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Post-bank-holiday dreaming: our tips for making changes

11 July, 2017

You’re sitting at a seaside restaurant, with the waves lapping quietly, half way through a bottle of the local Rose, and you suddenly realise that you’ve been living the wrong life. In fact, you should be writing a novel/opening a flower shop/becoming a skiing instructor. But when you come back, reality intrudes, bills need to be paid, selling the house doesn’t seem so appealing. Is there any way to make holiday dreams stick?

Your window for taking action on any resolution made over the holidays is pretty small. While away, you have a clear head devoid of mundane everyday tasks and are more likely to be able to tackle broader and more complex problems. Once everyday life intrudes, action will seem more complicated and difficult.

The statistics vary, but approximately 80% of New Year’s resolutions fail by the second week of February and post-holiday resolutions almost certainly have an even shorter shelf life. The problem, according to the American Psychological Association (APA), is usually that the goals are too big and too non-specific.

As we explore in this article about human behaviour and money (, resolutions don’t change behaviour. Behaviour changes come first. You need to change your environment to change your behaviour and keep your resolutions. That means small changes. Back to the APA: “If, for example, your aim is to exercise more frequently, schedule three or four days a week at the gym instead of seven.” Don’t aim high; go for achievable.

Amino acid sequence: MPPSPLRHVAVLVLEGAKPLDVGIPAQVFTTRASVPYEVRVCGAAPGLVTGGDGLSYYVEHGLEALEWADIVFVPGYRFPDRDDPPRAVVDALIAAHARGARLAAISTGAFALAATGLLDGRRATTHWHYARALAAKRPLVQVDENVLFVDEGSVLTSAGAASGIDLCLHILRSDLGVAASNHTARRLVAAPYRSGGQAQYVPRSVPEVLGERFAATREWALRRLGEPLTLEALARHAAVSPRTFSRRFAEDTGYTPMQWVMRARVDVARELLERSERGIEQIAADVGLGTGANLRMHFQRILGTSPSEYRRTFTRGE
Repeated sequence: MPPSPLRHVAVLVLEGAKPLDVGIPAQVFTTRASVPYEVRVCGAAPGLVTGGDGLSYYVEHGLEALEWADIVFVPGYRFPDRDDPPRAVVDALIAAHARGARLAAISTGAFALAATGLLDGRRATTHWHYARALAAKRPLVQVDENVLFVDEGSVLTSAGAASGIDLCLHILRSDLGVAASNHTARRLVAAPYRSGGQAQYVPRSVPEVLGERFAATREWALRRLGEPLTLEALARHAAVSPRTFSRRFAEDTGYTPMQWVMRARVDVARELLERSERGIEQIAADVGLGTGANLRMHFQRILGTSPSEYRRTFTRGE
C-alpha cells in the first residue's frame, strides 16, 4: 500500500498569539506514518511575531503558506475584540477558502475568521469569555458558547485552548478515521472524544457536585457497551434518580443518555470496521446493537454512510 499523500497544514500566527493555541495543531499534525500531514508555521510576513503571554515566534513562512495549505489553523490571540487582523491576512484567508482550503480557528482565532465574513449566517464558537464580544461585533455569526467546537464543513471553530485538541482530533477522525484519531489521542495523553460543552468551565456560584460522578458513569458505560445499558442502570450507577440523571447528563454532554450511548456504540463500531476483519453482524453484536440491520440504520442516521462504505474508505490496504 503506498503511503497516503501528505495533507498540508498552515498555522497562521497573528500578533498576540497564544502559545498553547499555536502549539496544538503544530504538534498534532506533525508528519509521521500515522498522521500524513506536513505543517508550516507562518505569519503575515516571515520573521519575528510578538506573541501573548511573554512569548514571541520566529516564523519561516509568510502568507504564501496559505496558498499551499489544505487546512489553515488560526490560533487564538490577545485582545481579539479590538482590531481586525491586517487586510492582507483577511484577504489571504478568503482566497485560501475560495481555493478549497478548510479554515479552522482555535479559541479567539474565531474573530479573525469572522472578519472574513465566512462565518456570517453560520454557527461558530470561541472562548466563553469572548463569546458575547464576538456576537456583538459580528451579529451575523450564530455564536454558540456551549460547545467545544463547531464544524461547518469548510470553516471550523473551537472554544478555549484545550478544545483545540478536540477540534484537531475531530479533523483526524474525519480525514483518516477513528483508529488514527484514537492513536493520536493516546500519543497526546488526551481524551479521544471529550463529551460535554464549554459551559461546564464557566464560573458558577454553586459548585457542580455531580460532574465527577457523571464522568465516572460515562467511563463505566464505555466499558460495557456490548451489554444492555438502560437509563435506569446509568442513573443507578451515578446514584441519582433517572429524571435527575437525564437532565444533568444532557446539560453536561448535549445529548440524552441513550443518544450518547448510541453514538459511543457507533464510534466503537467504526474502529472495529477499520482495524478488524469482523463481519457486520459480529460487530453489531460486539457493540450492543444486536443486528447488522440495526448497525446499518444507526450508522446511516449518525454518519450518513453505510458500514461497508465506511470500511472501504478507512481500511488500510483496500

With this in mind, is there one very small action you could make today that would bring you closer to the change you want? Would it be setting aside money every month so you have some capital behind you to retrain? Or asking the boss for flexitime, so you have time to work on something different?

The APA also suggests that making the resolution tangible will help – that means writing it down and/or telling other people. It also needs to be specific: ‘sort pensions’ will not work, but ‘find pension statements’, ‘call HR’, ‘make financial adviser appointment’ is easier. Setting a (short) deadline can also mean you’re more likely to stick with it. You could also devote a specific amount of time to it. This doesn’t have to be long: most behaviourists suggest tackling a tricky task for 15 minutes and then stopping.

Finally, if you haven’t done anything a month after the holiday, abandon the idea and just get on with your life. There’s no point painfully regretting what you haven’t done and yet lacking the motivation to do it. That way, madness lies. Beating yourself up will pretty much ensure you won’t stick to your next resolution either. Plus, there’s always your next holiday.

Paul Davies will be speaking at the Boring Money Annual Conference ( in September.